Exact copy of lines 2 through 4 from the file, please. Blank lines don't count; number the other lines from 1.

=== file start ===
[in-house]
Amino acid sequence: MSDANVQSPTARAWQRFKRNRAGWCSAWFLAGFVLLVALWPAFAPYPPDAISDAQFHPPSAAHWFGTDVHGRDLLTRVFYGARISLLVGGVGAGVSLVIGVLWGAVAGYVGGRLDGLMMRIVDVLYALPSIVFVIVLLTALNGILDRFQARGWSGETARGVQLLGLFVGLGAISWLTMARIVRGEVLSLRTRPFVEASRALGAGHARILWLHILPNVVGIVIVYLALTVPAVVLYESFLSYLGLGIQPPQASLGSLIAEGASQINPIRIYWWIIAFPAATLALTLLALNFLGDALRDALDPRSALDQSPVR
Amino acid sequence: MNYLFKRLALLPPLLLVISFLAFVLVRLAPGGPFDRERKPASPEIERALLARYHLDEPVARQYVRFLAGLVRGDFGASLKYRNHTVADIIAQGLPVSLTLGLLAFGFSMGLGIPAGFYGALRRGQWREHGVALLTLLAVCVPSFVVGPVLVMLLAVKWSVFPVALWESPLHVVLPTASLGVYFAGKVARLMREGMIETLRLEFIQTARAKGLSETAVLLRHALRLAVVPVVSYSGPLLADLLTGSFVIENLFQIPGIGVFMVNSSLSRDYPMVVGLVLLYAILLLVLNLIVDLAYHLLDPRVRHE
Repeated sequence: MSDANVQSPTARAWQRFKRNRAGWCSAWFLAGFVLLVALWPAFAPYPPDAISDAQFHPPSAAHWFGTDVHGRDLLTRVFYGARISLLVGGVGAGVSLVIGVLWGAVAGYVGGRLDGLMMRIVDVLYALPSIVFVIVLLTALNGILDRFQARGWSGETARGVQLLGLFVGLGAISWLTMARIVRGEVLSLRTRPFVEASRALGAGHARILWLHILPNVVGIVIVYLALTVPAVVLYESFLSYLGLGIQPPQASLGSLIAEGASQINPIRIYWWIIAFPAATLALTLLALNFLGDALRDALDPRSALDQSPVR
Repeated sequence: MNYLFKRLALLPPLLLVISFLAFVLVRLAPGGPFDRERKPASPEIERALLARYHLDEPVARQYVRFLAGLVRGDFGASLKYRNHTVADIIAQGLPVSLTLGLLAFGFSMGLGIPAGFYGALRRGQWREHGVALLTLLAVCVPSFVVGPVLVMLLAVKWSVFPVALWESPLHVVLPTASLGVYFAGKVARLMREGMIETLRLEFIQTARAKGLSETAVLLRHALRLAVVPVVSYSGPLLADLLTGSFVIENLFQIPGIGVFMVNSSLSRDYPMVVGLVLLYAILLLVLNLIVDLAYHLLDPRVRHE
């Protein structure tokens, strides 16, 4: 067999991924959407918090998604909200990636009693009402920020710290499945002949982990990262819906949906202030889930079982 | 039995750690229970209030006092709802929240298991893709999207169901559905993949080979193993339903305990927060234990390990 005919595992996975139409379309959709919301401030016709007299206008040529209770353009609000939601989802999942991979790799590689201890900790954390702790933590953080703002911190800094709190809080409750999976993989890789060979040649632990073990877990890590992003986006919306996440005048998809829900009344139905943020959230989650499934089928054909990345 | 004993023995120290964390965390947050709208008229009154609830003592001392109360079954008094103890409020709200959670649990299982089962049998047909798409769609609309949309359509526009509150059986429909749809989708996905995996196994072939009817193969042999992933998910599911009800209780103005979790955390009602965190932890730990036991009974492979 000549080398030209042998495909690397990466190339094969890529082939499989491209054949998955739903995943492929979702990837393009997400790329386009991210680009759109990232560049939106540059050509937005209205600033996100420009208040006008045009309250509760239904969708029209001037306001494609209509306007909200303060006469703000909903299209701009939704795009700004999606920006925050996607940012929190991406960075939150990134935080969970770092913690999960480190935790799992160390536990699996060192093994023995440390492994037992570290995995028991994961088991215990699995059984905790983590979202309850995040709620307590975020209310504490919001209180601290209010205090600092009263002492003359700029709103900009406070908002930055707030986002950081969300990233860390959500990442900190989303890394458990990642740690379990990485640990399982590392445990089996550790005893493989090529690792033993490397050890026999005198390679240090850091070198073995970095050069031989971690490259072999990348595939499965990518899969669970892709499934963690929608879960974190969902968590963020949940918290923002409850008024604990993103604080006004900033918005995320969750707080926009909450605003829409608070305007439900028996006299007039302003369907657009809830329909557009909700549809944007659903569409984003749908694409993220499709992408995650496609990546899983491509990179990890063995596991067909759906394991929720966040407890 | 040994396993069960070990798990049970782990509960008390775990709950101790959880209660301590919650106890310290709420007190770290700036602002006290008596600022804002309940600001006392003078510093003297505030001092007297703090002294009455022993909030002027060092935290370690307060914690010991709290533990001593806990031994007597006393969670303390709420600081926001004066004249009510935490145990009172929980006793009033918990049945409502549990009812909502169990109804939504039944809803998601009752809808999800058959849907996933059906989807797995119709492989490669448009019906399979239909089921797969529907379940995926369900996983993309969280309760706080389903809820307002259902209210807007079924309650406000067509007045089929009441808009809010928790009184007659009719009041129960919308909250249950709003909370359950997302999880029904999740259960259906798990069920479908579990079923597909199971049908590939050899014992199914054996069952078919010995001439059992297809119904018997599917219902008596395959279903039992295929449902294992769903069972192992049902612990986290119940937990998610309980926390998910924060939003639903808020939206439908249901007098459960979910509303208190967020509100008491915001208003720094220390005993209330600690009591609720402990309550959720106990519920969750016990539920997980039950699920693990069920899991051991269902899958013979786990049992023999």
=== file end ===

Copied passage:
Amino acid sequence: MSDANVQSPTARAWQRFKRNRAGWCSAWFLAGFVLLVALWPAFAPYPPDAISDAQFHPPSAAHWFGTDVHGRDLLTRVFYGARISLLVGGVGAGVSLVIGVLWGAVAGYVGGRLDGLMMRIVDVLYALPSIVFVIVLLTALNGILDRFQARGWSGETARGVQLLGLFVGLGAISWLTMARIVRGEVLSLRTRPFVEASRALGAGHARILWLHILPNVVGIVIVYLALTVPAVVLYESFLSYLGLGIQPPQASLGSLIAEGASQINPIRIYWWIIAFPAATLALTLLALNFLGDALRDALDPRSALDQSPVR
Amino acid sequence: MNYLFKRLALLPPLLLVISFLAFVLVRLAPGGPFDRERKPASPEIERALLARYHLDEPVARQYVRFLAGLVRGDFGASLKYRNHTVADIIAQGLPVSLTLGLLAFGFSMGLGIPAGFYGALRRGQWREHGVALLTLLAVCVPSFVVGPVLVMLLAVKWSVFPVALWESPLHVVLPTASLGVYFAGKVARLMREGMIETLRLEFIQTARAKGLSETAVLLRHALRLAVVPVVSYSGPLLADLLTGSFVIENLFQIPGIGVFMVNSSLSRDYPMVVGLVLLYAILLLVLNLIVDLAYHLLDPRVRHE
Repeated sequence: MSDANVQSPTARAWQRFKRNRAGWCSAWFLAGFVLLVALWPAFAPYPPDAISDAQFHPPSAAHWFGTDVHGRDLLTRVFYGARISLLVGGVGAGVSLVIGVLWGAVAGYVGGRLDGLMMRIVDVLYALPSIVFVIVLLTALNGILDRFQARGWSGETARGVQLLGLFVGLGAISWLTMARIVRGEVLSLRTRPFVEASRALGAGHARILWLHILPNVVGIVIVYLALTVPAVVLYESFLSYLGLGIQPPQASLGSLIAEGASQINPIRIYWWIIAFPAATLALTLLALNFLGDALRDALDPRSALDQSPVR